2. Young people can make a change
Dr. Martin Luther King, Jr. was only twenty-six years old when he led the Montgomery Bus Boycott; which served as one of the most effective acts of nonviolent protest in the last century. While much of the Civil Rights movement fame goes (and rightly so) to Rev. Martin Luther King, Jr. and the Southern Christian Leadership Conference (SCLC). The SCLC helped to facilitate the March on Washington, Selma Voting Rights Movement, and March to Montgomery – monumental staple pieces in the crest of the Civil Rights Movement. The ambitions, actions, and agenda of the SCLC did not exist in a vacuum. There were other organisations that provided impetus to the achieved outcomes of the Civil Rights Movement, as a whole. One of these groups was founded by an energetic and passionate Ella Baker in 1960. That group was the Student Nonviolent Coordinating Committee (SNCC). SNCC stood as one of the major civil rights movement organisations of the 1960s; comprised mostly of college students and young adults. They played a pivotal role in the freedom rides and assisted the SCLC with the 1963 March on Washington and Selma campaigns. Campaigns which helped to bring to a realisation the 1964 Civil Rights Act; which legally brought an end to Jim Crow segregation and the 1965 Voting Rights Act which sought to remove the legal barriers that prevented African-Americans from exercising their constitutional right to vote.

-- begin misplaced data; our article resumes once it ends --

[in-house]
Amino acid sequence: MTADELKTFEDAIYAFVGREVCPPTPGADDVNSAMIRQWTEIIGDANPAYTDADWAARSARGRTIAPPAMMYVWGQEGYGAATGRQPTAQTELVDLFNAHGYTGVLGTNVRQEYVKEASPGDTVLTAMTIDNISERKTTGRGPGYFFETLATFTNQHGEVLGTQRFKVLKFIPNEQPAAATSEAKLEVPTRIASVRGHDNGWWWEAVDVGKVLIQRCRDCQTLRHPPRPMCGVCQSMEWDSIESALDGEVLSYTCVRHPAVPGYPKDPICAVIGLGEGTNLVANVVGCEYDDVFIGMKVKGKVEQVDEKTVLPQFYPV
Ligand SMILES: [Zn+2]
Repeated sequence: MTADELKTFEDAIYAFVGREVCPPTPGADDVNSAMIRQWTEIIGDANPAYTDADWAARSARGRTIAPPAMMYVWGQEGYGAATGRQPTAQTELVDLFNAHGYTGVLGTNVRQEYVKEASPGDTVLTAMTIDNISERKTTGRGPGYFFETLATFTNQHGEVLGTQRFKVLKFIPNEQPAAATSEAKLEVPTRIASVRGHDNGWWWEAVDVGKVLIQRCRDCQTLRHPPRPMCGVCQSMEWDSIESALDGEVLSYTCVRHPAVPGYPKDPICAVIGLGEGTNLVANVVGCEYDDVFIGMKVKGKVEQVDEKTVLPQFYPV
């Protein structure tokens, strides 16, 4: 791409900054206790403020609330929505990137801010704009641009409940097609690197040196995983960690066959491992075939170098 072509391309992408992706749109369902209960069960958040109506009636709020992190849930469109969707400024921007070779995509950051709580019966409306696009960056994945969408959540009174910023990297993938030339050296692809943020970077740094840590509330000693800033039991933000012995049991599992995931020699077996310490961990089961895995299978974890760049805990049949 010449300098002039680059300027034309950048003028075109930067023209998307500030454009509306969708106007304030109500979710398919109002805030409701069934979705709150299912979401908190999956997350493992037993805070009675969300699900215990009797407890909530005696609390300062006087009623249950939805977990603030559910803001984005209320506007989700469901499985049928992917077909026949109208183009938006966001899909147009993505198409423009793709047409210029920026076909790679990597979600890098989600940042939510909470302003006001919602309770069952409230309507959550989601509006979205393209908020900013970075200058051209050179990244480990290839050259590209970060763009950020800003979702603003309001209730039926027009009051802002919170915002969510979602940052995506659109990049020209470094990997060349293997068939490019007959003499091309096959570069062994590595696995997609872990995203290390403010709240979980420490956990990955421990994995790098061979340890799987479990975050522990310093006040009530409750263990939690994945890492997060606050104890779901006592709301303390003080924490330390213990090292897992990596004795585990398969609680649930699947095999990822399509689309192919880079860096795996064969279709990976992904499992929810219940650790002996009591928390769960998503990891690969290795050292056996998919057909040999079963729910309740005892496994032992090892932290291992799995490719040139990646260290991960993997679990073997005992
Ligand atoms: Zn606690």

At Barack Obama’s town hall in April 2016, he stressed that young people were uniquely placed at such a time to bring about blistering change. Such change the world has never seen before. When I look through the archives of social change and try to find common denominators to explain the events that have shaped the world as we know it today; it always seems to come back to one word: hope. The hope that tomorrow can be better than today. The hope that we can improve and strive to create a better society. The hope that all we see is not all that we can imagine. We, as young people, are uniquely placed to be the stimulant for change. The greatest power of our youth is our naivety to the impossible.